Monday, April 15, 2013

Out with the old, in with the new

I am not sure where everyone is located who reads this article.  For me, I am located in New Jersey, United States of America.  “Joysey” as we often refer to it and no, it is nothing like the Jersey Shore television show (those are visiting New Yorkers and could be the subject of a whole book). 

We have not had a terrible winter season, yet there have been cold spells.  This weekend overall has given us a taste of spring weather.  Warmer, more moderate temperatures, sunny skies, and a light breeze.  Ideal weather to see how well in-shape we are from the winter to go out and start cleaning up the yard, fighting the weeds, pruning the bushes and pondering where our lawn went and if it will ever be the same.

My neighbor, after saying hello, said he did not know what he was going to do with his back yard.  I agreed, saying that I really did not have grass any more, just weeds.  At least he has grass in his front yard.  I do not have much of anything that looks like grass.  In truth the soil has run through many seasons and it is just not workable anymore.  The weeds seem to like it fine.  Yet, there are even a few dead spots the weeds do not even like to venture.


As interesting as this may sound (insert laugh sound here), it relates to a few of my customers who recently decided to replace their entire infrastructure.   Everything.  Servers, workstations, laptops, switches, operating systems, office software, etc. 

I am not sure if it is a matter of the economy being so bad for so long, that no one did any maintenance and the future all-of-a-sudden caught up, like in a time warp.  Or, if there was no one at the helm directing or deciding on what needed to be done.  In one case the organization decided on new software which had new requirements.  The old equipment just could not keep up and was painfully slow. 

For many smaller companies it may be a matter of not having a Technology Department or budget.  The companies are too small to have a dedicated person.  They operate on a break-fix method instead of being proactive.  Sometimes they have Enterprise Resource Planning (ERP) systems, but the vendor does not force updates and they end up getting left behind.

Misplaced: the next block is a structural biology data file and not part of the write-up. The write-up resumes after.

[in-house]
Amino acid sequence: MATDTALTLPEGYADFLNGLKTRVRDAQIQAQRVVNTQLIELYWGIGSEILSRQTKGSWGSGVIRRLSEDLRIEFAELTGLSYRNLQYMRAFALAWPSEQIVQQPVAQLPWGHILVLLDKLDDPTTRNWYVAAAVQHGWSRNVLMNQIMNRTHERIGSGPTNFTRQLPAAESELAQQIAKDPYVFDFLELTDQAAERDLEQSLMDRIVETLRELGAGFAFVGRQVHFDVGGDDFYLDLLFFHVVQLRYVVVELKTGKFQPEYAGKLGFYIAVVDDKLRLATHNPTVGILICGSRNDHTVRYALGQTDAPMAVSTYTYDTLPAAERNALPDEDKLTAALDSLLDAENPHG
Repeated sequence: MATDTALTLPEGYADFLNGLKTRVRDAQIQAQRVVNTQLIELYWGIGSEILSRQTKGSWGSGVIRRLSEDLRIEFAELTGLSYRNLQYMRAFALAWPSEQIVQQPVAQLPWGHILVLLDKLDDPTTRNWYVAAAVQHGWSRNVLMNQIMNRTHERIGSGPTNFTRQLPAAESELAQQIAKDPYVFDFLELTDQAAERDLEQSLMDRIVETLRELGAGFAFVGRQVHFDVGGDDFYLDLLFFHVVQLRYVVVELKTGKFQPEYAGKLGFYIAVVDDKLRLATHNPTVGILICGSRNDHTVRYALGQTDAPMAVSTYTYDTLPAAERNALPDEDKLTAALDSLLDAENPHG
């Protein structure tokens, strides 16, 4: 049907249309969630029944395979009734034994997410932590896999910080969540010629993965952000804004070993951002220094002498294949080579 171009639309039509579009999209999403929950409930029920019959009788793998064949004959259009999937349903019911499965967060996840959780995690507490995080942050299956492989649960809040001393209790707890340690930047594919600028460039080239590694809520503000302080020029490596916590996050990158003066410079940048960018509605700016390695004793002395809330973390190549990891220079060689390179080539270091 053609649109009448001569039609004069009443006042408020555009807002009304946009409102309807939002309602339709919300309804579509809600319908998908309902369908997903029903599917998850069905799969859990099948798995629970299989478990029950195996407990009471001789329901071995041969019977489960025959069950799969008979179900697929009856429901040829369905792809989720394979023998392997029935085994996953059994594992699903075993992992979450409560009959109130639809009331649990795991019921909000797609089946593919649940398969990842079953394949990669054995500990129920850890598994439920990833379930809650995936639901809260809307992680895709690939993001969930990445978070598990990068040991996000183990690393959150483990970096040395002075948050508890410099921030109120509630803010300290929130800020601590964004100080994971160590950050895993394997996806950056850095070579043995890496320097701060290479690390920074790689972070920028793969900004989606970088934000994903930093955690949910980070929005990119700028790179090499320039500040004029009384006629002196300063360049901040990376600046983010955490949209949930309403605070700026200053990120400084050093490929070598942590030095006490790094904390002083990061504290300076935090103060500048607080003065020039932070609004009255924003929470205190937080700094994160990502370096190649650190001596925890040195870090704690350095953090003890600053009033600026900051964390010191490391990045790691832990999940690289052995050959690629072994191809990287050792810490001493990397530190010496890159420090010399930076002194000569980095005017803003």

No one seems to want to take responsibility.

Now, I am not advocating that once an organization has a solution that they should be forced to stay current, yet there is some thought that is why you select an outside solution provider versus developing the code in-house.  Someone to keep you current and invest the resources needed to keep current with today’s trends and changes and demands, demands of their customers.

Software as a service (SaaS) solutions have the advantage of keeping you current.  They can sometimes be limited in that you cannot make all of the changes you want and you need to mold your business to the software.  A big advantage is that you are always current.  Small incremental changes instead of dramatic culture changes.

As a solution provider I run up against the challenge of whether or not I need to keep after my smaller clients or devote my time and energies, not to mention income, towards companies that are actively looking for help.  I really do care, but how many times can I go to management and let them know they are at risk for not keeping current.  I hear all the time that “we are not a target”, “no one is trying to break in”, “we do not have any money”, “everything is fine”, well at least not until after-the-fact.  Then they have that puzzled look. 

I do not ever say “I told you so”, I ask how I can help. 

There was a time when things were simpler.  The challenge usually was not enough disk space or a workstation that was disconnected or not communicating.  You know, simple, not like there has been a data breach, our employee identities have been compromised and the regulators are calling.